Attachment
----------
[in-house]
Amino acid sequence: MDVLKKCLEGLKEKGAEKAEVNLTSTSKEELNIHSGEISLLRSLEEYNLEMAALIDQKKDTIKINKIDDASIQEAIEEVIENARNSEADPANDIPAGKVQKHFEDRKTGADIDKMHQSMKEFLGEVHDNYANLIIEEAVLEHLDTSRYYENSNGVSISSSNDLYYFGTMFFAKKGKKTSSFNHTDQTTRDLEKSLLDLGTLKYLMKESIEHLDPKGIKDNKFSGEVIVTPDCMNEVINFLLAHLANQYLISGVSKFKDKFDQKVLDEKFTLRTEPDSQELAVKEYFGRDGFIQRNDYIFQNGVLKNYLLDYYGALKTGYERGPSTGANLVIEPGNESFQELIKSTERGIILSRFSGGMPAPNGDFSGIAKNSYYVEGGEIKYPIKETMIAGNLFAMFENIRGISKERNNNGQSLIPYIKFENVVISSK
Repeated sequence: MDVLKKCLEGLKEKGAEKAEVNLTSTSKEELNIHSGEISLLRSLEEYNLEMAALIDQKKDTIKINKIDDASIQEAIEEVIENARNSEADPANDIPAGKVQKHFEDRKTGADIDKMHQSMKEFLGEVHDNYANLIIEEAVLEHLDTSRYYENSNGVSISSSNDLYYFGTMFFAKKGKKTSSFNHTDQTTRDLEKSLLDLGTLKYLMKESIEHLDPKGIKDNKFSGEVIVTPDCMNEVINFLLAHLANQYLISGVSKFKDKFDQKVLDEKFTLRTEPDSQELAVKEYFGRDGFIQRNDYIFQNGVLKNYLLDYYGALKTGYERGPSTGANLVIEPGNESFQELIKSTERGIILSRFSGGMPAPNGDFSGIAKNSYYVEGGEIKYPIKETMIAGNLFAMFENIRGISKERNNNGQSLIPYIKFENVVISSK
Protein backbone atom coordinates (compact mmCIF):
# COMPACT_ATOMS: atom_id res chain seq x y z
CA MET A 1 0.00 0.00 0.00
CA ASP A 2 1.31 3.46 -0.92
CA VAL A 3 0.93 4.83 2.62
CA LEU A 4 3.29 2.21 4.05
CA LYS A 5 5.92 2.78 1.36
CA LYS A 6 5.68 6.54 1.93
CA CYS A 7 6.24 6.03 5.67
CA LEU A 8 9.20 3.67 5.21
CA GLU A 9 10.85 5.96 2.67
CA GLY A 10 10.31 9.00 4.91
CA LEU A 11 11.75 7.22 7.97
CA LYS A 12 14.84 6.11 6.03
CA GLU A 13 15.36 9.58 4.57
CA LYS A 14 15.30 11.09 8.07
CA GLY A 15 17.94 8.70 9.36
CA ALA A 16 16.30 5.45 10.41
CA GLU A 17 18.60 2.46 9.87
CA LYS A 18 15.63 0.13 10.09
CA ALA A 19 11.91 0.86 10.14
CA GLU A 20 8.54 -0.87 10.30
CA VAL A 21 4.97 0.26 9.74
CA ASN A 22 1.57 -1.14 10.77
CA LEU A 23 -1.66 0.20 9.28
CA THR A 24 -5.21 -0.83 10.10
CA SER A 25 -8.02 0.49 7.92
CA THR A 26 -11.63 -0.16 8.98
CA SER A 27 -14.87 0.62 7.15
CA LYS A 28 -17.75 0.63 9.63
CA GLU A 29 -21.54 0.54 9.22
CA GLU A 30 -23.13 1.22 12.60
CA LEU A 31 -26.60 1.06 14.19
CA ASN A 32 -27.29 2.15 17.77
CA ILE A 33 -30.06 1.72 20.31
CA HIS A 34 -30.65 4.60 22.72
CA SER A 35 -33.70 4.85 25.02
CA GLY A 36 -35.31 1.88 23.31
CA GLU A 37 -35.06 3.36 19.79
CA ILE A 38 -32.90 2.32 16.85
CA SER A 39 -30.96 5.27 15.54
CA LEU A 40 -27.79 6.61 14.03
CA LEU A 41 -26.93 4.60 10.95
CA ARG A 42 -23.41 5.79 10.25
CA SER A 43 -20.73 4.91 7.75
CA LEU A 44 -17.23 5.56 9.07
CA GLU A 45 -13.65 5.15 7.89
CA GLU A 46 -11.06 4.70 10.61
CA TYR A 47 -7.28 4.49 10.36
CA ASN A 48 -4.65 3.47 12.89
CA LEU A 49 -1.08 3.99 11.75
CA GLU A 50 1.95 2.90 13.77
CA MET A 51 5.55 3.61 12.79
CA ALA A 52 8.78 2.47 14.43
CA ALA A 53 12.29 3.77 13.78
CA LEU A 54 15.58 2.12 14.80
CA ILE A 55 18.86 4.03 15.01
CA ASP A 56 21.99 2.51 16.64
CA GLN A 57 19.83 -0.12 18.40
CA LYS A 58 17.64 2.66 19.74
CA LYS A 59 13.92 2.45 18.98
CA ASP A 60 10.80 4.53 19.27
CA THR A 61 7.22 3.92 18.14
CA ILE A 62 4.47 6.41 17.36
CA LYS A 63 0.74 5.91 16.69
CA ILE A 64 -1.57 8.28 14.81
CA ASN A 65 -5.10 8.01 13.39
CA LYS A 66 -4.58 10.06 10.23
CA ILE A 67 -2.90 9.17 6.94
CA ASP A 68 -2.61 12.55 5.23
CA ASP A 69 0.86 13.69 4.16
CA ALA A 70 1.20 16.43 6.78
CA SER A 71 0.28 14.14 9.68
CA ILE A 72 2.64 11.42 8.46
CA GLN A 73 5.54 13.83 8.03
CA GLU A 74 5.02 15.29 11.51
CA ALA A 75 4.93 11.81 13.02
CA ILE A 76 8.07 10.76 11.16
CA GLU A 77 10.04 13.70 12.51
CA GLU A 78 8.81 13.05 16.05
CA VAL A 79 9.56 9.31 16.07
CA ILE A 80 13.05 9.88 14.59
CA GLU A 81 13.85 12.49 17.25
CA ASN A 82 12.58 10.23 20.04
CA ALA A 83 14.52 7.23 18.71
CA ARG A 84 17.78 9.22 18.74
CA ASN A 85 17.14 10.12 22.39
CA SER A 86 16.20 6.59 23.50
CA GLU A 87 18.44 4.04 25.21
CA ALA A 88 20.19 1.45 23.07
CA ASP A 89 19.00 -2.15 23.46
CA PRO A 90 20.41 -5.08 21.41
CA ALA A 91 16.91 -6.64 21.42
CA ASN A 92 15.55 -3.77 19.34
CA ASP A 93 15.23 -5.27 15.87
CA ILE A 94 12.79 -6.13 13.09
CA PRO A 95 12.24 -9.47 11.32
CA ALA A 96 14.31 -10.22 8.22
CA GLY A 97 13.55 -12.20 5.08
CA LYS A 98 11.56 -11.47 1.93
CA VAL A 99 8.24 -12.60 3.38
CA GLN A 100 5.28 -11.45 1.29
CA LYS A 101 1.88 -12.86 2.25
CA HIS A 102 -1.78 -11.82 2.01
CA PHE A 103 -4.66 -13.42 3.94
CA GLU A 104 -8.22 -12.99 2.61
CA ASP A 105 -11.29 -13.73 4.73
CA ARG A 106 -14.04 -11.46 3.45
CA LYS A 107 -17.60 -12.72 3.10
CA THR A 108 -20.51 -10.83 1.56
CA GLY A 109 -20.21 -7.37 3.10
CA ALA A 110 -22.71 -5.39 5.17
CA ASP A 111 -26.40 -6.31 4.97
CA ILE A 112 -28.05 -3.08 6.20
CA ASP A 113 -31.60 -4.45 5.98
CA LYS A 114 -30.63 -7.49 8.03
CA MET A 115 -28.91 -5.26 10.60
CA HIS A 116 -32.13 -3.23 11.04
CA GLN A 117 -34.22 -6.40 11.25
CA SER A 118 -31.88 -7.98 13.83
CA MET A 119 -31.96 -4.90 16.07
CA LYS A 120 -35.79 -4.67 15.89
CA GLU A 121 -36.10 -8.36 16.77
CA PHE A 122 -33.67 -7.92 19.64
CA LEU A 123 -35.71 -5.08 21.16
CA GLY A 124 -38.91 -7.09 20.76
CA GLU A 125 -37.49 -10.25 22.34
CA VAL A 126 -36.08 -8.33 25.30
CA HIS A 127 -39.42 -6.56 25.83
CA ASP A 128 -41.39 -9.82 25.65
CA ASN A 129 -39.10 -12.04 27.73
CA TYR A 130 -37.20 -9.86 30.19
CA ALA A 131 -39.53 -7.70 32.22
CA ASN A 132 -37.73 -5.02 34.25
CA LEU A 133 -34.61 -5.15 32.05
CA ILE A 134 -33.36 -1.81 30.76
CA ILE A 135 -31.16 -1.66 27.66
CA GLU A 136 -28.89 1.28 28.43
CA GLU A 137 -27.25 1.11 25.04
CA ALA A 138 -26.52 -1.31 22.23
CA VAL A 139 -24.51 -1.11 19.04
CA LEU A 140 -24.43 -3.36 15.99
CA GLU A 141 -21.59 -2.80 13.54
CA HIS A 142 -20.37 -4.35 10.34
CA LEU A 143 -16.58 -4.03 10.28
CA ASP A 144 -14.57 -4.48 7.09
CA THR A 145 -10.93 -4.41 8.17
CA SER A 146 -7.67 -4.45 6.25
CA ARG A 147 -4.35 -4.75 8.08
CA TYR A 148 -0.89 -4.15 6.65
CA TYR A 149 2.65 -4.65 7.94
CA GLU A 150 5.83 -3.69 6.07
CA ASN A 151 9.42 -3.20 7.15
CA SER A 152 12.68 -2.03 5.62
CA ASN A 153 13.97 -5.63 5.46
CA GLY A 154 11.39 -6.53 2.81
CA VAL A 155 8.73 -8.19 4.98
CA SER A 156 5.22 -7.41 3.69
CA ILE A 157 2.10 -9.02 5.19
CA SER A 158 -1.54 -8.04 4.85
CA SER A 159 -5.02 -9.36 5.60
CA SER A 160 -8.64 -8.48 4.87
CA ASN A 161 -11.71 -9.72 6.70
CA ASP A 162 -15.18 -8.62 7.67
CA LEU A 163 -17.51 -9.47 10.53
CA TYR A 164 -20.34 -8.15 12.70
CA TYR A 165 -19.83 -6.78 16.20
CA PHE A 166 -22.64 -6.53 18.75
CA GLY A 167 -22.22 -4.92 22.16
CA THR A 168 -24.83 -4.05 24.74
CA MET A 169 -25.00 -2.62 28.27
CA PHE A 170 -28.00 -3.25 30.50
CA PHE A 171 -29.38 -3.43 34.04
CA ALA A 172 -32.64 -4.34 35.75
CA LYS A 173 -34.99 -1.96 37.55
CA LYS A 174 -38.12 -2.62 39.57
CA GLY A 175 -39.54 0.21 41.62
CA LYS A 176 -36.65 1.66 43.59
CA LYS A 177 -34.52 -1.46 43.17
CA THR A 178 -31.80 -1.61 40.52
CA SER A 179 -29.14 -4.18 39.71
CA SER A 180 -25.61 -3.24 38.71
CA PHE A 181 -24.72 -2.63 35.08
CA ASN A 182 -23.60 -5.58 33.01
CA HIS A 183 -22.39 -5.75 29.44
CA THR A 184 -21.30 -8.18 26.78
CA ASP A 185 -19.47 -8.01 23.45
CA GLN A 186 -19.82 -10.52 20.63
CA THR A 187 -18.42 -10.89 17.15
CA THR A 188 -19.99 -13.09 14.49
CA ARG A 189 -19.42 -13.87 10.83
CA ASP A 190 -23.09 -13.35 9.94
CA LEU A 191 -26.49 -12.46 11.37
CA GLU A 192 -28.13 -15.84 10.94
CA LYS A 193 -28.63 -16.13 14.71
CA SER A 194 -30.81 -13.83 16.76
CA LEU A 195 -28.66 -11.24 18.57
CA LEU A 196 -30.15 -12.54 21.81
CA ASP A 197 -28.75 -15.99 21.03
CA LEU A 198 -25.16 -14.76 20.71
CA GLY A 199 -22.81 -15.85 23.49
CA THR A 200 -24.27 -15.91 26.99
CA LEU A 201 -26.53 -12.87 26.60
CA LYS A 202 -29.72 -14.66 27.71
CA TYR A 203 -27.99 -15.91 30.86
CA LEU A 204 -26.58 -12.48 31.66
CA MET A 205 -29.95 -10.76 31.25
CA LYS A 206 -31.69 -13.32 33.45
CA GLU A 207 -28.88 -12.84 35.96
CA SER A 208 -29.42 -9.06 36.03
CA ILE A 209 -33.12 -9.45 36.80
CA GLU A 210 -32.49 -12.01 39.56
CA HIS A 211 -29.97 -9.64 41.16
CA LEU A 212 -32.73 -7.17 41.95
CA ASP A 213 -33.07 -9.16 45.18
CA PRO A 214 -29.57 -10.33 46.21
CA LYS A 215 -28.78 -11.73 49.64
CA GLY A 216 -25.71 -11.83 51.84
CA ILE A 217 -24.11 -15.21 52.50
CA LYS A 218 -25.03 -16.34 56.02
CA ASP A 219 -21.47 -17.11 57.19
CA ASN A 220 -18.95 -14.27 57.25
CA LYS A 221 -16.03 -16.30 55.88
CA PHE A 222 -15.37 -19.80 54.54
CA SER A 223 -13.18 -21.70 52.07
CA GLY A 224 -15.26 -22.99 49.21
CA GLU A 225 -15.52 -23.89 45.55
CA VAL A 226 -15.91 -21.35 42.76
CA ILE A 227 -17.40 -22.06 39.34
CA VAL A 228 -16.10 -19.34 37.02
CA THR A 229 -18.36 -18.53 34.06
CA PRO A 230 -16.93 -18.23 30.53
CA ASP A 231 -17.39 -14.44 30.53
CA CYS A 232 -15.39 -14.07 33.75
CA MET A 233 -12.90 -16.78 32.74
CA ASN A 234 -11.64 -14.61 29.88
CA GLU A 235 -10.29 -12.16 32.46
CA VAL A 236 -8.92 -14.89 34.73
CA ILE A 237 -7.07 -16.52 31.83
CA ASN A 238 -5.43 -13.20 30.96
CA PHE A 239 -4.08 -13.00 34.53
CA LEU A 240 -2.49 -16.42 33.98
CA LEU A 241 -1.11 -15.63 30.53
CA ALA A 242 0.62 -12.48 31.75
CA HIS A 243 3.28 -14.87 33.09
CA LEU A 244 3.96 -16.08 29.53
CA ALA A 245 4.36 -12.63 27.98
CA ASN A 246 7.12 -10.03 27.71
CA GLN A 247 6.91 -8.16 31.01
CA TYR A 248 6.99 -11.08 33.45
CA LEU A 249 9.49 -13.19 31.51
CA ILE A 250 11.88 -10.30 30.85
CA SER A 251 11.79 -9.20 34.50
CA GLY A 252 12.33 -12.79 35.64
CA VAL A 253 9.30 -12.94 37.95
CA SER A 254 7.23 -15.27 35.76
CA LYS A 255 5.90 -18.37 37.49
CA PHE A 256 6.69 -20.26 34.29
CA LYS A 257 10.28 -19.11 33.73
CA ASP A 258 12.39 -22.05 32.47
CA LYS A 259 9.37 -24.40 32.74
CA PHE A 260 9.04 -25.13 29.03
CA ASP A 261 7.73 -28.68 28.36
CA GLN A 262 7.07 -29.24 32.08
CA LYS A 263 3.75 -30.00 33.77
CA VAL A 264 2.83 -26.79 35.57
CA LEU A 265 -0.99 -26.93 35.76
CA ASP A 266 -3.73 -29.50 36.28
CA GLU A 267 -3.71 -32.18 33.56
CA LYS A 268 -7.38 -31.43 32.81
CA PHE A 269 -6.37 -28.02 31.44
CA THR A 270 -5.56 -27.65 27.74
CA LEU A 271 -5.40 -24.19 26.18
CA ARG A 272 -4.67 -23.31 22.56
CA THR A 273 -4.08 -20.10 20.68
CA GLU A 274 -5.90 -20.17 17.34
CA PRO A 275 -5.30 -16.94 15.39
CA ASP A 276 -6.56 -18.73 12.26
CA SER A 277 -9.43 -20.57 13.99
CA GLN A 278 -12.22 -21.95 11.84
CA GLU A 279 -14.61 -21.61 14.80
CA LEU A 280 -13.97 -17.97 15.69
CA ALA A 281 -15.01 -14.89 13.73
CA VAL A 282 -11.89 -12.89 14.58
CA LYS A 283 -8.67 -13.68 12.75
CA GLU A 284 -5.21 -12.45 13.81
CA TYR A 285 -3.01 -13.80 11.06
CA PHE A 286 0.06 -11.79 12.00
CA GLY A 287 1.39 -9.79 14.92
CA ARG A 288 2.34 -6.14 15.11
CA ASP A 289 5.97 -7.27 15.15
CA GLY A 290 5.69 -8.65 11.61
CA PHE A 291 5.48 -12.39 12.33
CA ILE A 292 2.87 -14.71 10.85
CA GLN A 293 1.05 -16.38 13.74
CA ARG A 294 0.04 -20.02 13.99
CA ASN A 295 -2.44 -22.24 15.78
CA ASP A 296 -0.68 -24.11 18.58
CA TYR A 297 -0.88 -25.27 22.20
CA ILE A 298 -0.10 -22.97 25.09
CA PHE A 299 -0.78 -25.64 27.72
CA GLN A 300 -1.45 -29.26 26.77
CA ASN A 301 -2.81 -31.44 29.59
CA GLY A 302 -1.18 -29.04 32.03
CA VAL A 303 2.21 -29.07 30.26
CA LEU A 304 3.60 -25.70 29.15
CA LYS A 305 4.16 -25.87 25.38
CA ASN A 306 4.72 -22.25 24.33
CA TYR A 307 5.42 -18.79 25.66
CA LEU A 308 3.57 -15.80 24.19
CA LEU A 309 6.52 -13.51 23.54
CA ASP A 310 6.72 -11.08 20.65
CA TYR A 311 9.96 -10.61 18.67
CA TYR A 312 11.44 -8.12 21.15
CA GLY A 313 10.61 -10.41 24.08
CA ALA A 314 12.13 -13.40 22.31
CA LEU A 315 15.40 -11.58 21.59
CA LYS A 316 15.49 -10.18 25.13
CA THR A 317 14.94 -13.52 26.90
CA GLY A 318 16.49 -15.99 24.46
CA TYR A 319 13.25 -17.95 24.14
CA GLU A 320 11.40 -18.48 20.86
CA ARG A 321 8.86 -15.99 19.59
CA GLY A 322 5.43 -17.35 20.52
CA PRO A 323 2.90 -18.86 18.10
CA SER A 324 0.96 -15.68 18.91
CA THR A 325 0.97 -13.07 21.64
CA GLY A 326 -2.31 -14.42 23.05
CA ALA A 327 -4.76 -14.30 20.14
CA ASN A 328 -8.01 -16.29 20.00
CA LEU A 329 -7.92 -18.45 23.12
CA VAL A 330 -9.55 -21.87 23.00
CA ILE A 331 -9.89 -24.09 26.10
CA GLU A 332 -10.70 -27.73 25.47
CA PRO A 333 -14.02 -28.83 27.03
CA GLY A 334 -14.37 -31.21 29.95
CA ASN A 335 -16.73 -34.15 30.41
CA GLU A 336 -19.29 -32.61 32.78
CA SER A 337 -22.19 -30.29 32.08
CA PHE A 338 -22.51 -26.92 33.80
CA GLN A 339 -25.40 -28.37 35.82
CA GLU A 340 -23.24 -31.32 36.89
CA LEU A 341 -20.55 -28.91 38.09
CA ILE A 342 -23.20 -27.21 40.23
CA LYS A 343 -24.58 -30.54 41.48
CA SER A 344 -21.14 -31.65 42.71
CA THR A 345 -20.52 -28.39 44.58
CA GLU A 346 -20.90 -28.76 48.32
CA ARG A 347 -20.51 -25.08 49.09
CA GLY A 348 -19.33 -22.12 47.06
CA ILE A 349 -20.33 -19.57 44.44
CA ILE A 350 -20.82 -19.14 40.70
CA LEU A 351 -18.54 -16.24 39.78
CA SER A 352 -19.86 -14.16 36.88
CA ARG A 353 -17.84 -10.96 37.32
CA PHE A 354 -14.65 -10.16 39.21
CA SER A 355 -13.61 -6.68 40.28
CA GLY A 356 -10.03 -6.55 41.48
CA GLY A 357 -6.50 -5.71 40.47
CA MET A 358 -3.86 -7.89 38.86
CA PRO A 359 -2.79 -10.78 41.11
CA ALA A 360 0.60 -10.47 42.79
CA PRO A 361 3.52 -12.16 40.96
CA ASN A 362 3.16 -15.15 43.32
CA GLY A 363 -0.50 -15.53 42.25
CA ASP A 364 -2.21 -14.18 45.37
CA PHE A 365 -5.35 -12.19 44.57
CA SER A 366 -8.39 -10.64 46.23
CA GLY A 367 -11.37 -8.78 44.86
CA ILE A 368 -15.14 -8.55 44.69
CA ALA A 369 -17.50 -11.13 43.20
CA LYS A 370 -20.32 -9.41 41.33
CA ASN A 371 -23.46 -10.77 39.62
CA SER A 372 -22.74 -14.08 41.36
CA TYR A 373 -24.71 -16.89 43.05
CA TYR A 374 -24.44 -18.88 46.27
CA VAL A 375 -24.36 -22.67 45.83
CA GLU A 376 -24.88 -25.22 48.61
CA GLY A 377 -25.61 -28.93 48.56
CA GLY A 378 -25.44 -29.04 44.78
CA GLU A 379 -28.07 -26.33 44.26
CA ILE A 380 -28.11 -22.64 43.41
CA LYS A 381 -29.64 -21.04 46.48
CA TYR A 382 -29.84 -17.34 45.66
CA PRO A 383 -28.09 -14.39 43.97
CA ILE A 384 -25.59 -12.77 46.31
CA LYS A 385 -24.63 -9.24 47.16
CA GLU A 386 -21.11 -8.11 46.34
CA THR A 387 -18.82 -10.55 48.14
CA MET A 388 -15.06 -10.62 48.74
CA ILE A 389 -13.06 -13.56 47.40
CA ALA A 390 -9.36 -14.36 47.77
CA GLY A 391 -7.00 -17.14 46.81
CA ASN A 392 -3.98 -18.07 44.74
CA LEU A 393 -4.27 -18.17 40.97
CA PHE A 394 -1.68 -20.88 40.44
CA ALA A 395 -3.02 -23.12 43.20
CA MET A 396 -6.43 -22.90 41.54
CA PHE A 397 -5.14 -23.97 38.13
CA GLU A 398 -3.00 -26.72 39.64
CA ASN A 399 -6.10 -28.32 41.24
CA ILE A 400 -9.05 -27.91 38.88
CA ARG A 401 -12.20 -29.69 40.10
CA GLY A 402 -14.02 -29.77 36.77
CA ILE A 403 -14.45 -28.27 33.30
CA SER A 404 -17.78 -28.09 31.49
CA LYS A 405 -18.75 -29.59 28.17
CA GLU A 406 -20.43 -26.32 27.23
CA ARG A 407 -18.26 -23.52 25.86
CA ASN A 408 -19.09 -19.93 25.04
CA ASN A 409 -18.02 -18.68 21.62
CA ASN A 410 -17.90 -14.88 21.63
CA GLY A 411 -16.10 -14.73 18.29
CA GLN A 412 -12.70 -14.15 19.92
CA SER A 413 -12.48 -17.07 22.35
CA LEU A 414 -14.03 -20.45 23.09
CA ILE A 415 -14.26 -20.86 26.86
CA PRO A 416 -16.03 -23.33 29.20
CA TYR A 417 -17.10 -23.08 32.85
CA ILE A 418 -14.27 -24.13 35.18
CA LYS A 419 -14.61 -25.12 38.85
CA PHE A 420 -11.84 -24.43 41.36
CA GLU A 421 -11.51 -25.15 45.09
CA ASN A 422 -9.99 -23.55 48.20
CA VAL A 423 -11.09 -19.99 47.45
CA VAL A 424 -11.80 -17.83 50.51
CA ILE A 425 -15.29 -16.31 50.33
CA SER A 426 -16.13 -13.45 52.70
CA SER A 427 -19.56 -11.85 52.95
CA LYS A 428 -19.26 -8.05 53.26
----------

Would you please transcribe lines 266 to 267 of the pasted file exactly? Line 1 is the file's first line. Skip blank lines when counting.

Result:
CA ASP A 261 7.73 -28.68 28.36
CA GLN A 262 7.07 -29.24 32.08